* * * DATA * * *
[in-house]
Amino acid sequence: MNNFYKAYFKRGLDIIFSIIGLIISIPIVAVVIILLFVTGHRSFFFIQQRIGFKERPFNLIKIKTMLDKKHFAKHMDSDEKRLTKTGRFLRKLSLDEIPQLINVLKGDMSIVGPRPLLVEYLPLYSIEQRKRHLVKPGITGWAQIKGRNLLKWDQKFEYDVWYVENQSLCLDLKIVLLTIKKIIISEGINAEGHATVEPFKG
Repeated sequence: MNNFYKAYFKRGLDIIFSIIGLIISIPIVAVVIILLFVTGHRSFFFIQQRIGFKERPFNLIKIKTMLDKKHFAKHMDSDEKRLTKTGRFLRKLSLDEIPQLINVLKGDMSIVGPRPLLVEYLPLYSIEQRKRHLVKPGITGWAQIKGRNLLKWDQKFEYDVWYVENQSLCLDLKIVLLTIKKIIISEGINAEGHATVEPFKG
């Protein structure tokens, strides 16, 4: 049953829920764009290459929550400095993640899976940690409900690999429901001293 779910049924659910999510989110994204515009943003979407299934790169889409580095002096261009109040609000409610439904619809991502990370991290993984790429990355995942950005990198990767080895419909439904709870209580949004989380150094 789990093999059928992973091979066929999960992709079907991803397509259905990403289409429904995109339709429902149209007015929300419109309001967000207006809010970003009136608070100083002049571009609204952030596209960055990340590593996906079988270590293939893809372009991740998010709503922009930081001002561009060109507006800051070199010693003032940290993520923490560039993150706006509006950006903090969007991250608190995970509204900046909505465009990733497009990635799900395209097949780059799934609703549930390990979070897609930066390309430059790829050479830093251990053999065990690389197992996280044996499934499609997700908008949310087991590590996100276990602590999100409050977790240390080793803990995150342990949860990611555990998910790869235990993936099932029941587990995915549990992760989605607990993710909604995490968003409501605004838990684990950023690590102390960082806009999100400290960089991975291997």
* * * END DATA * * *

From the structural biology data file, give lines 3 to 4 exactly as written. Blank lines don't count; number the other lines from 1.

Repeated sequence: MNNFYKAYFKRGLDIIFSIIGLIISIPIVAVVIILLFVTGHRSFFFIQQRIGFKERPFNLIKIKTMLDKKHFAKHMDSDEKRLTKTGRFLRKLSLDEIPQLINVLKGDMSIVGPRPLLVEYLPLYSIEQRKRHLVKPGITGWAQIKGRNLLKWDQKFEYDVWYVENQSLCLDLKIVLLTIKKIIISEGINAEGHATVEPFKG
């Protein structure tokens, strides 16, 4: 049953829920764009290459929550400095993640899976940690409900690999429901001293 779910049924659910999510989110994204515009943003979407299934790169889409580095002096261009109040609000409610439904619809991502990370991290993984790429990355995942950005990198990767080895419909439904709870209580949004989380150094 789990093999059928992973091979066929999960992709079907991803397509259905990403289409429904995109339709429902149209007015929300419109309001967000207006809010970003009136608070100083002049571009609204952030596209960055990340590593996906079988270590293939893809372009991740998010709503922009930081001002561009060109507006800051070199010693003032940290993520923490560039993150706006509006950006903090969007991250608190995970509204900046909505465009990733497009990635799900395209097949780059799934609703549930390990979070897609930066390309430059790829050479830093251990053999065990690389197992996280044996499934499609997700908008949310087991590590996100276990602590999100409050977790240390080793803990995150342990949860990611555990998910790869235990993936099932029941587990995915549990992760989605607990993710909604995490968003409501605004838990684990950023690590102390960082806009999100400290960089991975291997």